Sunday, December 28, 2014



A faint line of smoke came up from the manhole. It smelled deliciously of grilled food. Sean found that odd and decided to investigate.

The manhole led to the sewers. At some point, these connected with the old tunnels of the underground. That’s where he met Henry.

“Why do you live here?”

Henry replied “Why not?”

“Well, it’s too dark.”

“It’s not what you see with your eyes that matters.”

There were hundreds of people living there, adjusting.

Sean decided to drop his life above ground.

“We’ll be ready,” said Henry.

When the catastrophe happened, they were the only survivors.

Sunday, December 21, 2014

New Jersey

Kats Beach

Jonathan won the writing competition! He just couldn’t believe it. The prize was one night spent in the lighthouse, the main attraction of his town. It was said to be the residence of a dreadfully horrid ghost.

With great disbelief, everyone saw Jonathan enter the place triumphantly.
A few hours were enough to drive him crazy. He screamed, he yelled, he begged for help.

The next morning, Jonathan emerged through the door to face everyone’s curiosity, his eyes looking down. After all, he managed to single handedly ruin the main attraction. No one would see that poor ghost ever again.

Wednesday, December 17, 2014

A Story Waiting to Happen

Amar en Meleth

... Amar en Meleth (click for full text).

This post is part of a series of monthly articles for the Virtual Writers about sims in Second Life that could be the source of inspiration for writers. My goal is to trigger ideas for new stories, new characters and new settings. Enjoy!

Note: One of the characteristics of Second Life is the fact that it's constantly and rapidly changing. Sims come and go; others look quite different, as time goes by. Do take that into consideration when using the links provided. 


Amar en Meleth

Some locations in Second Life (SL) become more than just a sim to visit. They turn into a safe haven away from our SL home. Amar is exactly that, a quiet place where you can sit down and find inspiration for stories without any interruptions, stress or drama.

The sim was created by the charming couple Kelley and Stewie Wonder and it’s clearly a labor of love, love for each other (they have recently married in Real Life), love for creativity, love for people and love for sharing. I’ve had the opportunity to chat with them several times and they truly enjoy the fact that others take pleasure in spending time here.

This friendly sim is just perfect for us writers. Every time I drop by for a visit, there is always something new to see. It changes frequently, following the seasons and several celebrations, such as Halloween and Christmas.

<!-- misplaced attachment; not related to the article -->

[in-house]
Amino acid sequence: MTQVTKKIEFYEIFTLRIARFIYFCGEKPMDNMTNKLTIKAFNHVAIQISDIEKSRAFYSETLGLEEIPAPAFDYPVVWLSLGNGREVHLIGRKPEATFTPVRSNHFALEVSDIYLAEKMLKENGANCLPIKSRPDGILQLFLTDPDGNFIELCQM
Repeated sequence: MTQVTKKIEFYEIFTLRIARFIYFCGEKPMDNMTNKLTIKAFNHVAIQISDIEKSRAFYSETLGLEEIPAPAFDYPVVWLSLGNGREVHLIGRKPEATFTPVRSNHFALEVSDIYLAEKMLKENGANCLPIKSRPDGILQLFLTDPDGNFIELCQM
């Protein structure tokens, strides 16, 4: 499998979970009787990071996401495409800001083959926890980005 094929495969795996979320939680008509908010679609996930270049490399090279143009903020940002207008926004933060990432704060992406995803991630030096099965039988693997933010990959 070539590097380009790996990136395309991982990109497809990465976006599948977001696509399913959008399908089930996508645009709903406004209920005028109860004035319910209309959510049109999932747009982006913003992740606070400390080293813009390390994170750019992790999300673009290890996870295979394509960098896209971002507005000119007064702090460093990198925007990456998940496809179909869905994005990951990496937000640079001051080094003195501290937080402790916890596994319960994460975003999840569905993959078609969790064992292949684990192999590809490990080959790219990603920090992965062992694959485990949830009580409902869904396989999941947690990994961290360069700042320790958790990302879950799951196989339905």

I must admit that I have been rather selfish, keeping Amar well hidden. However, the colors of winter and the lights of the holiday season have finally convinced me to share this wonderful sim with you.

Let’s get to work. Although popular, seasonal stories are rather difficult to draft. Instead of focusing on Christmas, my suggestion is to focus on the characters. This will be the premise for our story. Join me in this journey throughAmar en Meleth.

As we reach our destination, we immediately see that this sim is just the right place to go for a walk.

Clad in tones of white and sprinkled here and there with the warmth of light, winter has arrived in Amar. Amidst the whiteness, a pathway to the right invites us to walk farther into this wonderful world.

Let’s make our characters a couple. Well, why not. In our story, this couple has been married for a long time. We’ll see where this idea takes us.

A dock with colorful lanterns and two pillows, overlooking a few rocks across the sea, claim our attention. This leisure site is guarded by Jasper, the owl. We don’t usually talk to animals, but Jasper seems eager to share something. I sit on the tree stump and the welcoming bird whispers “All because two people fell in love”. That seems to be a great way to start our story.

We continue down the path towards a pergola, across a stone bridge, where a man and two women are sitting. They share the same sofa and they share one another. Are they friends or lovers perchance? We don’t want to disturb them, so we move on across the lifting bridge towards a small beach.

Perhaps our couple is having a few problems in their relationship and they decide to take a vacation, hoping it will help overcome those problems. Along the way, they are confronted with their past, their present and are maybe presented with a promise of a future. Our story starts collecting moments and recollections, as a string of beads.

A Bedouin tent overlooks the sea and the warm, sizzling fire invites us to sit down and enjoy the sunset. Seagulls fly above and foamy waves stop shy of a love promise written on the sand.

Right next to the beach, there’s something new. Let’s take a look. This sim is often a place for lovers to enjoy some privacy, so we are careful to check and double-check if no one is inside.

Fishnets, a life-preserver, an anchor and an old wooden boat, this could be a story in itself! For our plot, these elements become symbols of a life spent together, good and bad moments alike.

The boat has a few interesting animations, including some adult (as happens in other locations of the sim). An erotic story could be an option here as well.